Wormwood
by Susan Wittig Albert


The Penguin Group of Berkley Publishing Group, 2009. ISBN 978-0-425-22609-4.
Reviewed by Rhonda Esakov
Posted on 09/01/2009

Fiction: Historical; Fiction: Mystery

"The Wormwoods...belong to the genus Artemesia, a group consisting of 180 species...is remarkable for the extreme bitterness of all parts of the plant." (ref. A Modern Herbal, 1931 by Mrs. M. Griev) The book, Wormwood, by Susan Wittig Albert, may be somewhat of a departure from the normal China Bayles mystery, but it is definitely not bitter in any of its parts as we savor this herbal mystery like a finely brewed cup of tea.

The past few weeks have taken a toll on China; first the discovery of a half-brother she hadn't know about, and then his subsequent tragic murder. (See Nightshade) She is beyond frazzled and as Cass, her business partner and friend puts it, "..the rest of us agree that you have become increasingly egotistical, arrogant, and overbearing, and that you need some time off to regain your humility and sweetness of spirit." Now China is going off on a two week jaunt to visit an historic Shaker Village and teach herbal lore with a friend of her mother's named Martha, whom she met while helping her mother with Aunt Tullie in Jordan's Crossing, Mississippi (see Bloodroot). Little does China know that the easy, relaxing getaway she has planned will turn into another action packed murder mystery that she will be asked to investigate.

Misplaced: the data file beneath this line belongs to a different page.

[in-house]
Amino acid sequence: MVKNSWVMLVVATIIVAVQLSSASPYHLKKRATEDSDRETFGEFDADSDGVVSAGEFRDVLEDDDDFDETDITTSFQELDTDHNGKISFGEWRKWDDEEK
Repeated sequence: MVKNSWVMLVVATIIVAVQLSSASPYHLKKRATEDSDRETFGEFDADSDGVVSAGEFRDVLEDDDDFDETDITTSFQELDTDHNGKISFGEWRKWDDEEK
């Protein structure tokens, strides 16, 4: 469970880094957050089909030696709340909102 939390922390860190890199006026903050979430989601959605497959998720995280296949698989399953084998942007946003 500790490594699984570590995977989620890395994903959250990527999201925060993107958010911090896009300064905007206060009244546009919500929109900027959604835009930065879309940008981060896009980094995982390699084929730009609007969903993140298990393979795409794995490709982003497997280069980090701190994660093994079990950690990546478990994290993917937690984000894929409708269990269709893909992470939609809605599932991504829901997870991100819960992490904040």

Over the years, the character of our heroine has evolved so that a foray on her own without the usual cohorts will show us that a troupe of new characters make for an exciting twist in Albert's writing. Interspersed within the tale are flashes from the lives and journal excerpts of the Shakers who lived at (fictional) Mount Zion, Kentucky. Rich with herbal lore and history, Wormwood gives us a glimpse of Shaker communities that were outwardly portrayed as peaceful, almost like a Garden of Eden. With the finesse of a master composer, Albert has her character plunge into the troubled history of the colony to connect the current day problems with the misdeeds of the past.

Herb fanciers will love the lore and recipes included within the story and followers of the China Bayles series will enjoy a refreshing sojourn into another aspect of her character while meeting new friends that we hope will return to visit in Pecan Springs.


Susan Wittig Albert grew up on a farm in Illinois and earned her Ph.D. at the University of California at Berkeley. A former professor of English and a university administrator and vice president, she is the author of the China Bayles Mysteries and a family-friendly mystery series set in the early 1900s featuring Beatrix Potter. She and her husband, Bill, coauthor a series of Victorian-Edwardian mysteries under the name of Robin Paige. The Alberts live near Austin, Texas. Visit their website and Susan's blog.

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